The other items add up to about $14,000 in repairs/upgrades: Painting or removing the dark paneling in the den, replacing the green carpet with hardwoods or laminate, adding a freestanding pantry to the kitchen, replacing cracked tile in the bathrooms, replacing a cracked shower door, widening the driveway, etc.
We’ve only been there three years, so we don’t have a lot of equity to tap into for a second mortgage, nor do we want the added expense. Our current mortgage is about $1300. The average cost of homes in the neighborhood is around $190,000 (up from $165,000 when we bought the place). Most of the homes for sale in the neighborhood are about the same age with virtually no upgrades; ones that are fully updates go for much more, around $250,000, which is out of our price range. Newer homes in our range are generally about 30-40 minutes away, which would put us back at square one.
What do you recommend? My husband is reluctant to move, knowing that it’s a stressful ordeal, and often costly, even if the new mortgage ends up being less than what we’re currently paying. Thanks for any help!
Tracy, your story is probably not that uncommon from others around the country. I’ve known people who have taken on “fixer-uppers” for a variety of reasons and suddenly they find themselves without the motivation or means to continue. It’s a cautionary tale for taking on such projects, but you are here now, so let’s consider your options.
I guess my first question would be how much of the “cosmetic” issues could you live with, in the short term? Ugly carpet, a narrow driveway, and paneling in need of paint are certainly not ideal, but far from untenable. I’d recommend prioritizing these jobs and saving for them in a dedicated savings account. Things like drainage issues and leaky shower doors should be a priority as they can lead to further damage, while cosmetic items can be prioritized much lower.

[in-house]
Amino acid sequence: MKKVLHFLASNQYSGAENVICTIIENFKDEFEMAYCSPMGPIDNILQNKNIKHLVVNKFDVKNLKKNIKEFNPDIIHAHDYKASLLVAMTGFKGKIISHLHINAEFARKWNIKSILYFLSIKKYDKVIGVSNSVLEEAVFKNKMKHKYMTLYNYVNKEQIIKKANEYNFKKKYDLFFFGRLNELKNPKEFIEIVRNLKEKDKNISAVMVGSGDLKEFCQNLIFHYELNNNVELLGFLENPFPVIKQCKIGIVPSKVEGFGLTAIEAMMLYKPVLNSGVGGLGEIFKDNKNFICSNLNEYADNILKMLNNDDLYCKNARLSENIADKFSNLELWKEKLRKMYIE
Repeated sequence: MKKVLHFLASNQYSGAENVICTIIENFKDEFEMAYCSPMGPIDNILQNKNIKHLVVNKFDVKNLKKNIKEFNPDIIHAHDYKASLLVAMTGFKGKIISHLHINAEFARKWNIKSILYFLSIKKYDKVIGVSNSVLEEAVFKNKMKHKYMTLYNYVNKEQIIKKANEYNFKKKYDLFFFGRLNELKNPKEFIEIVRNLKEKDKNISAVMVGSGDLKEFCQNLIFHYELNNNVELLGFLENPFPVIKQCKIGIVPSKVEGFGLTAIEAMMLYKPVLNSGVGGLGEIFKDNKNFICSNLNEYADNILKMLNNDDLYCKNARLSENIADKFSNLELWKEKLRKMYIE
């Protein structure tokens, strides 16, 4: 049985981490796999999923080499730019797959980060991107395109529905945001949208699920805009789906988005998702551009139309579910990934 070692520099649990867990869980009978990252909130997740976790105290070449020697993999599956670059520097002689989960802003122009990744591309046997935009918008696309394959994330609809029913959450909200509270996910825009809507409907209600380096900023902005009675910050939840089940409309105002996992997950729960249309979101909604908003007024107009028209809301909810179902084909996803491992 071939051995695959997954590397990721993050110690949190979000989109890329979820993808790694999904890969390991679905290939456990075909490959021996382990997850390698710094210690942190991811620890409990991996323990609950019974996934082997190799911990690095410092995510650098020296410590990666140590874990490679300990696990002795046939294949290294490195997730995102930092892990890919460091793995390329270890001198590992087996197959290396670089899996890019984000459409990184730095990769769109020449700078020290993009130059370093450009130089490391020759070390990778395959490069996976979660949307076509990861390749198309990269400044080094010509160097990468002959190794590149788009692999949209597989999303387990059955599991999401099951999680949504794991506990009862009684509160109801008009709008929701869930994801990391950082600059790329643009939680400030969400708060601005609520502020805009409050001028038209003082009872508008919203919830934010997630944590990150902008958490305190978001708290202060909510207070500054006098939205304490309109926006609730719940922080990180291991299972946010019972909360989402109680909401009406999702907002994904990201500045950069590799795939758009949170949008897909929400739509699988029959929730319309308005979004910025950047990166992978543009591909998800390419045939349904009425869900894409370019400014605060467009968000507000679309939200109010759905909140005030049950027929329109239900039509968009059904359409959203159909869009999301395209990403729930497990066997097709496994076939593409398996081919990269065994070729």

Depending on how handy you and your husband are, perhaps some of the work can be done yourselves. House painting is a relatively low-cost project that can make dramatic changes to a space without much investment, assuming you don’t have to pay a paint crew to do the work. I’m not particularly good with flooring and tile work, so I’d probably have to hire someone for those projects. Ask around at work or at church to see if you can find someone reputable to do the work, or perhaps find a colleague who would like to tackle the project on the side.
Basically, my advice is to move slowly. What’s gotten many of us into trouble as a consumer society is impatience – the need for instant gratification. It sounds like you aren’t interested in taking on new debt, and that’s a good thing. Stick to that! It will take longer to make these repairs if you have to save up the cash, but at least you will own your new driveway, new floor and additional pantry, outright.
For the benefit of other readers, this is a good example of why I stress that there is no shame in renting. I’m not sure it was even an option in Tracy’s case, but assuming her and her husband had rented for six months to a year they could have bought some time to fully explore all available options before buying their next home. What would be your advice to Tracy and her husband?